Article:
No Longer a Patriot: Was Tom Brady a Fit for the Tampa Bay Buccaneers?

By Joanne Kong

Twitter: @KongFu4U

The Tampa Bay Buccaneers had not been to the playoffs in 13 years, and haven’t had a playoff win in 18 years.  After several frustrating seasons hoping Jameis Winston would return the franchise to the post season, enough was finally enough.  And Tom Brady was going to be the one that changed everything.

Brady was going to lead them to victory in the NFC South, the conference and perhaps even to the Super Bowl. And going into Week 1, the hype was deafening, and Buccaneers nations was all in, making Brady’s jersey the hottest selling NFL item online.

Unfortunately, in the Week 1 game against the defending NFC South division champions, New Orleans Saints, Tampa Bay learned the hard way that Tom Brady might not be the answer.

There was excitement for Tampa Bay fans when Tom Brady took the field at the Superdome for the first time as a Buccaneer.

Brady looked confident taking the field. After all he is Tom Brady, 6-time Super Bowl Champion. Tampa Bay’s confidence carried the team during their first drive of the game, and seven and a half minutes into the first quarter, the Buccaneers were a yard from the goal line and Tom Brady ran it in for his first touchdown as a Buccaneer.  Reality appeared to have met the hype in spades.

But after their first drive, Brady and the Bucs began to look lost.  Brady’s first interception lead to an Alvin Kamara 6-yard touchdown run.  After going down 17-7, Brady threw another interception in the third quarter, this time to New Orleans cornerback Janoris Jenkins, who returned it for a touchdown.  Alas, these weren’t the only missteps for Brady and the Buccaneers [Editor’s Note: Sounds like a band name, doesn’t it?].  The Buccaneers were penalized a staggering nine times in the game, something Brady isn’t too familiar with when he was a New England Patriot, but something the Tampa Bay franchise is quite familiar with, as the Buccaneers led the league in penalties last year.

Brady completed 23 of 36 pass attempts for 239 yards, two touchdowns and two interceptions, most of which came during garbage time.  Chris Godwin was Brady’s top target, who grabbed 6 of 7 receptions for 66 yards, and tight end O.J. Howard out-produced much-hyped Rob Gronkowski with double the targets and more than double the yards.  Mike Evans, playing at less than 100%, was targeted just four times and managed only one reception for two yards and a meaningless touchdown (but for fantasy players) in the last two minutes of the game.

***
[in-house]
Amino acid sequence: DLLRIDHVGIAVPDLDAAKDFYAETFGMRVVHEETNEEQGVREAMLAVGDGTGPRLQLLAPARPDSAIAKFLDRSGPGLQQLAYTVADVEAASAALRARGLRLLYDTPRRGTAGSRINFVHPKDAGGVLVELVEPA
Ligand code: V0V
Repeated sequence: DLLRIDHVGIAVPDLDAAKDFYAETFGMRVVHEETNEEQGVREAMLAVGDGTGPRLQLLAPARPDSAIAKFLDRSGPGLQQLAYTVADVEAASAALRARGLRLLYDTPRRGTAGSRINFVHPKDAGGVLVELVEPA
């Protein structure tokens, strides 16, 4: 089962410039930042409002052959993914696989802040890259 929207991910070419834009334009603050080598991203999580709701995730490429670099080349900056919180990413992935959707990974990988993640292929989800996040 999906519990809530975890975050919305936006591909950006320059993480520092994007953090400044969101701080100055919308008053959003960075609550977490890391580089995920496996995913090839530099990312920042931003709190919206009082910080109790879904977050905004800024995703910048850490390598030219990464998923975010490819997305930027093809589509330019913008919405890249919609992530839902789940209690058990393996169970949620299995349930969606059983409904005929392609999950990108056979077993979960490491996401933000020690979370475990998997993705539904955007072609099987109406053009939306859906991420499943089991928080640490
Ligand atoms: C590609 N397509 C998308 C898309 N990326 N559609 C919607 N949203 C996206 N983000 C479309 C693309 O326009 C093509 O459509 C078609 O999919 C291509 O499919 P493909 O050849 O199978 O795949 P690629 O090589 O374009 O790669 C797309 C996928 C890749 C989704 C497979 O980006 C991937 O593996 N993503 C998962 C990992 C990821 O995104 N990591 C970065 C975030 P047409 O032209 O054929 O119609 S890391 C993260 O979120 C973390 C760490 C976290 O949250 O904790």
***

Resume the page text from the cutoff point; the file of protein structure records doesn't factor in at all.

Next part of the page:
One bad game doesn’t make for a bad season, and Brady wasn’t the only one at fault, even if head coach Bruce Arians laid blame directly at his feet.  The Saints defense is among the top in the NFL, being ranked 8th per DVOA in 2019, having the 2nd most turnovers and 3rd most sacks in the regular season.  So it’s not surprising that they managed to contain the Bucs, regardless of who was under center, and particularly in a week where Mike Evans wasn’t 100%.  Also keep in mind that, historically, other elite quarterbacks to move systems have also had tough games at the beginning, such as Peyton Manning in his second game in Denver where he put up 3 interceptions to just 1 touchdown, ending with a 58.5 passer rating and a loss to the Atlanta Falcons.  Manning still managed to lead the Broncos to a 13-3 record that 2012 season and a playoff appearance.  Similarly, the last 3 seasons Brady lost a Week 1 game (2003 against the Bills, 2014 against the Dolphins and 2017 against the Chiefs) he managed to bounce back and lead the Patriots to the Super Bowl.

So don’t lose hope yet, Bucs fans.  We’ll need a lot more data points before we can conclusively pass judgement on the Tom Brady acquisition.  There’s a reason why there are 16 games in the regular season, and the expansion of the playoffs to 14 teams this season will also help.  Next up in Week 2 are the Panthers coming off a tough loss to the Las Vegas Raiders.

Some interesting relevant history: Although the New Orleans Saints and the Tampa Bay Buccaneers are division rivals, Tom Brady and Drew Brees have only faced each other three times in their careers, with Brady and the Patriots winning 2-out-of-3 against Brees and the Saints. The last time these two future hall of famers faced off was on September 17, 2017, when the Patriots defeated the Saints 36-20 at the Superdome.

Brady’s history with the Superdome actually runs deep. Eighteen years ago, Brady won his first Super Bowl at the Superdome against the St. Louis Rams — Super Bowl XXXVI — which also happened to be New England’s first Super Bowl championship, and the franchise’s first league championship of any kind.  For the Rams, it would be the last time the Rams reached a Super Bowl during their time in St. Louis.  The team would return to Super Bowl LIII in 2019 as the Los Angeles Rams, 17 years later, where they would face the New England Patriots again and lose 13-3.

Next up, I discuss Cam Newton in his new home with the New England Patriots!

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